What will you do instead? It’s important that you have a plan. Consider how things in your life will change. You will no longer have student loans or scholarships available to cover your living expenses. Envision the short term – how will you pay your rent and other living expenses in the first year after dropping out of school? Also, consider the long term – what kind of career do you want to have? Maybe you plan to wait tables to pay your bills right away, but do you love waiting tables enough to keep doing it for the next several decades? If so, make sure that the income from that job will support the lifestyle that you want to have. If you have more of a short term plan, think about what you really want to be doing for your career. How will you get there? Does it require more of an education than you currently have (e.g. training from a trade school)? If so, how do you plan to get that education?
If you think you want to quit but you’re also unsure of what you want to do once you’re free of the constraints of college life, consider taking a gap year. Year On (formerly known as UnCollege) offers gap year programs that combine service learning with skill-building and internships to help launch your career without a formal college education.
How will you share your plans?
How will you go about letting everyone know about your plans? Communication is important, especially if your parents have been funding your education. When telling your parents, make sure you are clear about why you are quitting, and how you plan to get by after you leave school. You should also talk to your friends at school and let them know why and when you will be leaving…which brings up another important question!
When will you make your final decision?
When will you make a final decision? Sometimes agonizing over a decision causes significant distress on its own. Making the decision can be a relief and allow you to start making concrete plans to move on with your life. Set a deadline for yourself and stick to it. The same principle applies for actually quitting – if you choose to leave school, when will you do that? If you decide early in the semester that you want to leave, you may be able to get a partial tuition refund. If you have gone far enough into the semester that you will not be able to get a refund, consider sticking around through the end of the semester. This has the advantage of giving you college credit for the classes you took and gives you the option of using the credits if you ever decide to return to college.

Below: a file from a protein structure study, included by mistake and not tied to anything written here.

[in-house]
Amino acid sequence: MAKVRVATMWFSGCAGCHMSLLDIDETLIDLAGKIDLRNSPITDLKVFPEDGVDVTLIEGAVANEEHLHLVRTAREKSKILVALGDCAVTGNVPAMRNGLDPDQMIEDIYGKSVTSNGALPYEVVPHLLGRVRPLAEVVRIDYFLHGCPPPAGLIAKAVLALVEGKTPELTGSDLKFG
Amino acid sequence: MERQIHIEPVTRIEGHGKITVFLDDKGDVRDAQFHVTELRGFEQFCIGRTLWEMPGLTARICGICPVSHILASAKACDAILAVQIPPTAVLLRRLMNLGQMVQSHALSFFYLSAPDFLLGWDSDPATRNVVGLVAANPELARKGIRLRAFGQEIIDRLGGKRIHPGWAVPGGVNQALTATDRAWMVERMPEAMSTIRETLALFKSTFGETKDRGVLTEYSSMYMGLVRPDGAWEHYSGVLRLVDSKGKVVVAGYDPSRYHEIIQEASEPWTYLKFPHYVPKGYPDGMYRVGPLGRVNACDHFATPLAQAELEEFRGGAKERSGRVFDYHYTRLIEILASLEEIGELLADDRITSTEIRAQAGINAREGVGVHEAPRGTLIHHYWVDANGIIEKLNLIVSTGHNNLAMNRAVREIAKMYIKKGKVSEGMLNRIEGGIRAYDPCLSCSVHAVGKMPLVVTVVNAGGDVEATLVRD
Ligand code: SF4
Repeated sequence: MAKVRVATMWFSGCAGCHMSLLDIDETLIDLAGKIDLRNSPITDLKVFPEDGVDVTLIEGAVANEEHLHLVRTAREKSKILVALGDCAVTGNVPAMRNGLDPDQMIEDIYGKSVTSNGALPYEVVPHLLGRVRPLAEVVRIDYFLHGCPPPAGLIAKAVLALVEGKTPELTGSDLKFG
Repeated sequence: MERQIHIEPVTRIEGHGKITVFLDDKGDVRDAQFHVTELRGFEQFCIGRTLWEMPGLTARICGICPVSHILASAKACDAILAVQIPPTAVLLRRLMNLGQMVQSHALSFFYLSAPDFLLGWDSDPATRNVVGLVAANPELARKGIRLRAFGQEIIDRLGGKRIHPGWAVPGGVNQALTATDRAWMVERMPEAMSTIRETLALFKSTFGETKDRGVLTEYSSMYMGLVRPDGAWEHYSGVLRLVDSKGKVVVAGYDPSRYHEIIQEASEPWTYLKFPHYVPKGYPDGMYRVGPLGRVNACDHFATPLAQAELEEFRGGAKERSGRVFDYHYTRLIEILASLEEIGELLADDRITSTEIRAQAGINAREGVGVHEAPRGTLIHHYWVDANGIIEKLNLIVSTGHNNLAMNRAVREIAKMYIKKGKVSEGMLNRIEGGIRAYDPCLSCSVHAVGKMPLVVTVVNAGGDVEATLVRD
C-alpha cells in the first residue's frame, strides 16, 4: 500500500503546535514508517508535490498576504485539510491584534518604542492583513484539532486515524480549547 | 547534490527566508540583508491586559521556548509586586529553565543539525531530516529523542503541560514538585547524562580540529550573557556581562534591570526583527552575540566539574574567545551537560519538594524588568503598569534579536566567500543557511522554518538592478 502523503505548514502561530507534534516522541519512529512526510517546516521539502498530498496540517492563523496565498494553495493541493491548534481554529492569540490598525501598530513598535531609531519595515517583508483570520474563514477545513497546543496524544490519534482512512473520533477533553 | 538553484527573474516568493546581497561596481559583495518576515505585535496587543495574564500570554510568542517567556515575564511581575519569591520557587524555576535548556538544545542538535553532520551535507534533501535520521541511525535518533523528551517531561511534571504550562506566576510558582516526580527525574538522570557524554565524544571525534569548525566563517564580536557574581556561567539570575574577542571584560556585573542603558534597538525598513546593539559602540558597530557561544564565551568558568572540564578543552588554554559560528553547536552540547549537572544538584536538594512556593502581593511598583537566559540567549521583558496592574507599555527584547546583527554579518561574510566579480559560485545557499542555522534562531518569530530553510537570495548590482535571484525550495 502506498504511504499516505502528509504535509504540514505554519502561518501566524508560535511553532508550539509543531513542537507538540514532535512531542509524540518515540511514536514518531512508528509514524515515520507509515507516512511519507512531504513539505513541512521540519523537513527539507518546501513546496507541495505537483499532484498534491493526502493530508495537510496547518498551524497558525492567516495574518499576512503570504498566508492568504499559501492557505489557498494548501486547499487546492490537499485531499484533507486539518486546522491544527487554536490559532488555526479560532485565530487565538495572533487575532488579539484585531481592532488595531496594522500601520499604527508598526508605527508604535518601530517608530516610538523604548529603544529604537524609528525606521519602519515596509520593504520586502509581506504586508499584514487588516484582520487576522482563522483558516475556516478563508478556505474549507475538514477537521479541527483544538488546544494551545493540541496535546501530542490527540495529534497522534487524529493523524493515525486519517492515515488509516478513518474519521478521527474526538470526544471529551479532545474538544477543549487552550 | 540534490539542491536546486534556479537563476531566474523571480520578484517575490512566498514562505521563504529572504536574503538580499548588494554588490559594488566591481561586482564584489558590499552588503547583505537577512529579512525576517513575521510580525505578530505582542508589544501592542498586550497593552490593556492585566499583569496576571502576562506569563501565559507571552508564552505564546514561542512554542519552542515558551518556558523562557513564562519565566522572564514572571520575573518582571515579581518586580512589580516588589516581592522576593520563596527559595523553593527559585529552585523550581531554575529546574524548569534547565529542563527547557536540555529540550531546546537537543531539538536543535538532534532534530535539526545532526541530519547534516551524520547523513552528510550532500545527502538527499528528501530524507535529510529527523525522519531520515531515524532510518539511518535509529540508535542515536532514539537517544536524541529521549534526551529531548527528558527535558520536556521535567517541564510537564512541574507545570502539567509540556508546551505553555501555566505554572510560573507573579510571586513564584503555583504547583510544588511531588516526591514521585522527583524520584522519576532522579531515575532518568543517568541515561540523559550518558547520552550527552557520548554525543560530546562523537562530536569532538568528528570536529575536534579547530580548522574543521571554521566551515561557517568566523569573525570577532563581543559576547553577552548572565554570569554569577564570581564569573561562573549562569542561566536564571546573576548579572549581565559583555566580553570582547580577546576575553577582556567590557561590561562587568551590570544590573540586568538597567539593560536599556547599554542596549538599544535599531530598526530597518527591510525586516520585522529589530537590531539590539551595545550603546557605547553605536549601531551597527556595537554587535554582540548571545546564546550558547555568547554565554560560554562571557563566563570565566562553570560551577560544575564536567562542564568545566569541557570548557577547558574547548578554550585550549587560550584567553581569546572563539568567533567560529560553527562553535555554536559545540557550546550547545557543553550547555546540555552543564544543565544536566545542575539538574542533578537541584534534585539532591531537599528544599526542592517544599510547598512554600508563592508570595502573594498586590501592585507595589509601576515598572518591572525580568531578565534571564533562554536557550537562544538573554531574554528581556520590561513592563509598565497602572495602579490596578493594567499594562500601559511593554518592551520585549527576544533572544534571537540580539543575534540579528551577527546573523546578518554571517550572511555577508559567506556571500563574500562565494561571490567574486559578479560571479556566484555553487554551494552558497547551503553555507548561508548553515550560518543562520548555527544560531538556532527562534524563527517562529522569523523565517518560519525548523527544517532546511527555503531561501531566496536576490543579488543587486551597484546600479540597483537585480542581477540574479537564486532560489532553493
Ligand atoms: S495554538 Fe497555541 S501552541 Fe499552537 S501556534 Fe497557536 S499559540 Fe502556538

It is important that you not ponder these questions in total isolation. You should talk to people and let them know what you’re thinking. It’s a good idea to talk to a mental health professional, a trusted professor, someone who works in the industry you hope to work in, someone who has dropped out of college, and at least one person who knows you well. All of these people will have different perspectives and might be able to raise points that had not occurred to you. Also, think deeply about who you are and how you will fare without the structure of college life. People often tout the success stories of famous college dropouts to illustrate that college degrees are unnecessary. Sure, Steve Jobs and Coco Chanel dropped out of college, but do you have the internal motivation necessary to build an empire? If you are a motivated person who can forge a path on your own, then these might be excellent role models for you. If you tend toward late nights watching television and sleeping until noon when deprived of structure, then you should take that into account when making your decision.
Whatever you choose to do, make sure it aligns with who you are and your goals.
Know that you want to complete your degree, but struggling with some aspects of the college experience? Check out the article on How to Adjust to College Life.